Today’s Dame of the Day is Rawya Saud Al Busaidi. After earning a PhD in education from Oxford University, Al Busaidi worked her way up through Oman’s Department of Education. In 2004, she was appointed Minister of Higher Education and became the first Omani woman ever to be appointed to the country’s ministerial cabinet. In addition to her political position, Al Busaidi also chairs the council of Sultan Qaboos University.
Today’s Dame of the Day is Vigdís Finnbogadóttir (April 15, 1930-). Finnbogadóttir served as President of Iceland from 1980-1996, making her the first woman president of Iceland and all of Europe. Her sixteen year reign is the longest of any woman head of state. Following her divorce in 1963, she also became the first single woman to adopt a child.
Today’s Dame of the Day is Joênia Wapixana. As a staff attorney for Brazil’s Roraima Indigenous Council, she is the first indigenous woman to become a lawyer in the country. Through her position, Wapixana fights for indigenous land rights and against pervasive racism against indigenous peoples.
Today’s Dame of the Day is Lakshmi Sahgal (October 24, 1914 – July 23, 2012). After obtaining her medical degree, Sahgal left her native India for Singapore, where she established a free clinic for migrant laborers. During her time abroad, Sahgal became involved with the India Independence League. She established a women’s regiment, marched to Burma, and was arrested by the British army. (She was released after one year.) After India’s independence in 1947, Captain Lakshmi continued to see patients at her medical practice until she was 92 years old.
Today’s Dame of the Day is Naziha al-Dulaimi (1923-2007). As a student, al-Dulaimi was one of a few women who studied medicine at Baghdad’s Royal College of Medicine. When the government transferred her to Kurdistan, al-Dulaimi wrote about her patients’ living conditions in a pamphlet called The Iraqi Woman. Later in her career, she founded the League for Defending Iraqi Woman’s Rights and became a leader in the country’s women’s rights movement.
Today’s Dame of the Day is Hawa Abdi (May 17, 1947-). Following her high school graduation, a scholarship from the Women’s Committee of the Soviet Union allowed her to study medicine. After she became a mother, Abdi practiced medicine during the day and studied for her law degree at night. Today, Abdi puts both her credentials to use as founder of the Rural Health Development Organization and the Dr. Hawa Abdi Foundation. These organizations offer free and low-cost medical care to Somalian women and children.
Today’s Dame of the Day is Fawzia Koofi (1976-). As a child, Koofi’s parents were not pleased to have a daughter; she fought for the right to go to school and became the only girl in her family to obtain an education. Koofi attended college in her native Afghanistan, studied political science and worked closely with UNICEF. After the fall of the Taliban, Koofi became the first woman to be elected Second Deputy Speaker of Parliament. In spite of numerous assassination attempts, she continues her fight for women’s rights.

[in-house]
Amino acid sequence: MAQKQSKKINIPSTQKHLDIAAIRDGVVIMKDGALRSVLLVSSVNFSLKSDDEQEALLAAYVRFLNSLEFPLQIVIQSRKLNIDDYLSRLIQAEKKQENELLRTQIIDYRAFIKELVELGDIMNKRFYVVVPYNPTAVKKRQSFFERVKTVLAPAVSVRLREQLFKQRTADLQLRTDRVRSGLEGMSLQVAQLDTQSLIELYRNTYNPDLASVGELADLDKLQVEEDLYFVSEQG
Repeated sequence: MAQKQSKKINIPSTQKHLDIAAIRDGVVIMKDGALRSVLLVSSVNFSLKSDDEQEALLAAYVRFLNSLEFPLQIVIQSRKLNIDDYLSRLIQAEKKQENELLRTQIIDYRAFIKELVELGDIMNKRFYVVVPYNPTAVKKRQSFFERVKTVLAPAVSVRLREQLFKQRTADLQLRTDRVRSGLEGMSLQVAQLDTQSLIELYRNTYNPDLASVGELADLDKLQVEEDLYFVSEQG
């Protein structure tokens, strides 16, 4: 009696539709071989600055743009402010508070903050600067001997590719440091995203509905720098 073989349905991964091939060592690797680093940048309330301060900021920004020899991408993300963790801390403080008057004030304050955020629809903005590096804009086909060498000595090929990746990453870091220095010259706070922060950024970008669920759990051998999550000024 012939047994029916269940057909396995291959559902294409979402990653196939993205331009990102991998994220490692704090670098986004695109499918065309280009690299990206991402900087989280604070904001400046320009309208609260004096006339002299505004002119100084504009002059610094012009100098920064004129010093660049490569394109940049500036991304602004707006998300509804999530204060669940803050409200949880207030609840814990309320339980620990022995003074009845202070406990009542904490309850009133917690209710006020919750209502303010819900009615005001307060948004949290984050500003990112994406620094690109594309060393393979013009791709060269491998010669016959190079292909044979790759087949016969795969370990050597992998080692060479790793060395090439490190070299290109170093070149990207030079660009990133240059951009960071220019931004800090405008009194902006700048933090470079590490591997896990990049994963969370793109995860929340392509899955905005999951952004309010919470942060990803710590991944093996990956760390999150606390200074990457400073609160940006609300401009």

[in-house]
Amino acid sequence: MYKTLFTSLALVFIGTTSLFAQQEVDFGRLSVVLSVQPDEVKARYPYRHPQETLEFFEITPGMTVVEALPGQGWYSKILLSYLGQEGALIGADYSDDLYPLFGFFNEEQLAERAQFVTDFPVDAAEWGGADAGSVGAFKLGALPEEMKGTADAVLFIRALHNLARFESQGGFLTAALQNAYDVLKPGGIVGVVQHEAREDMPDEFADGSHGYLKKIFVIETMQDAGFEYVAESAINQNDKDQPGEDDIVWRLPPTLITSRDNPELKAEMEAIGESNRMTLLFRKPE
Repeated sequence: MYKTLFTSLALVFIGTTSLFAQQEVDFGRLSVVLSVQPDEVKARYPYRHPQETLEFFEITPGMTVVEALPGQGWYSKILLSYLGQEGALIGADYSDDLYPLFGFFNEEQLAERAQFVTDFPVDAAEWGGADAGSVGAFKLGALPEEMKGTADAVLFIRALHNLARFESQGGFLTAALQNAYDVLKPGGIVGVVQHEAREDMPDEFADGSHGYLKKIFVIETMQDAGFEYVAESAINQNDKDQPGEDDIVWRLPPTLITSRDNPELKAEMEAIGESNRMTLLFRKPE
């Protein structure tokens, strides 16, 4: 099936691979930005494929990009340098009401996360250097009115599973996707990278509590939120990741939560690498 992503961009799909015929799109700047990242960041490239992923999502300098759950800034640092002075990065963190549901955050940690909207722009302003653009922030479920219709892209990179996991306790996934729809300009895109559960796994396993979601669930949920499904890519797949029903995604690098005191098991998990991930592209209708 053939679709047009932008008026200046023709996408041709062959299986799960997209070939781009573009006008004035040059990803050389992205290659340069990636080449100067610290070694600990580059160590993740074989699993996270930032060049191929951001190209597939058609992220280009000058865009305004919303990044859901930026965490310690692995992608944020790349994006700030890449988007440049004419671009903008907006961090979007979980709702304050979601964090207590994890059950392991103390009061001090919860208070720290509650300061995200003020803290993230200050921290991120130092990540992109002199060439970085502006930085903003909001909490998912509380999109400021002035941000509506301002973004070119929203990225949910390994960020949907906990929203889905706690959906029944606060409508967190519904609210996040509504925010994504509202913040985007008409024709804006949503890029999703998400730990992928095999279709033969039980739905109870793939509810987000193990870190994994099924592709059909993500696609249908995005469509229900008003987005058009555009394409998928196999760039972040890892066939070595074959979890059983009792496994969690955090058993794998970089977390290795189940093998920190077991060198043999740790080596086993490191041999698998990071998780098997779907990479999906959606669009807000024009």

Today’s Dame of the Day is Princess Elizabeth of Toro (1936-). This Ugandan princess and lawyer became the first East African woman to be accepted by the English bar. Her official title, batebe, deems her the most powerful woman in the kingdom of Toro and positions her as the king’s most trusted advisor. In addition to her political work, Princess Elizabeth also built a successful modeling career and substantial track record of charity work.
Today’s Dame of the Day is Betty Reid Soskin (September 22, 1921-). Born in Detroit and raised in New Orleans near her Creole and Cajun roots, Soskin and her family later relocated to Oakland, California, after a hurricane and flood destroyed their business. Over the course of her working life, she served as a clerk during World War Two, wrote songs during the Civil Rights Movement, and worked as a field representative to California State Assemblywomen Dion Aroner and Loni Hancock. Through her efforts, Soskin and the Congresswomen were able to establish Rosie the Riveter/WWII Homefront National Historic Park in 2000. Today, she serves as Ranger at the park and, at 93 years old, is the oldest serving National Park Ranger.
Today’s Dame of the Day is Thuli Madonsela (September 28, 1962-). Born in Johannesburg, Madonsela attended the University of Swaziland and obtained a law degree. While she has been involved with the ANC for years, she respectfully declined a position in Parliament because she felt she could make more of an impact through law. In 2009, South African president Jacob Zuma appointed Madonsela to be the nation’s Public Protector.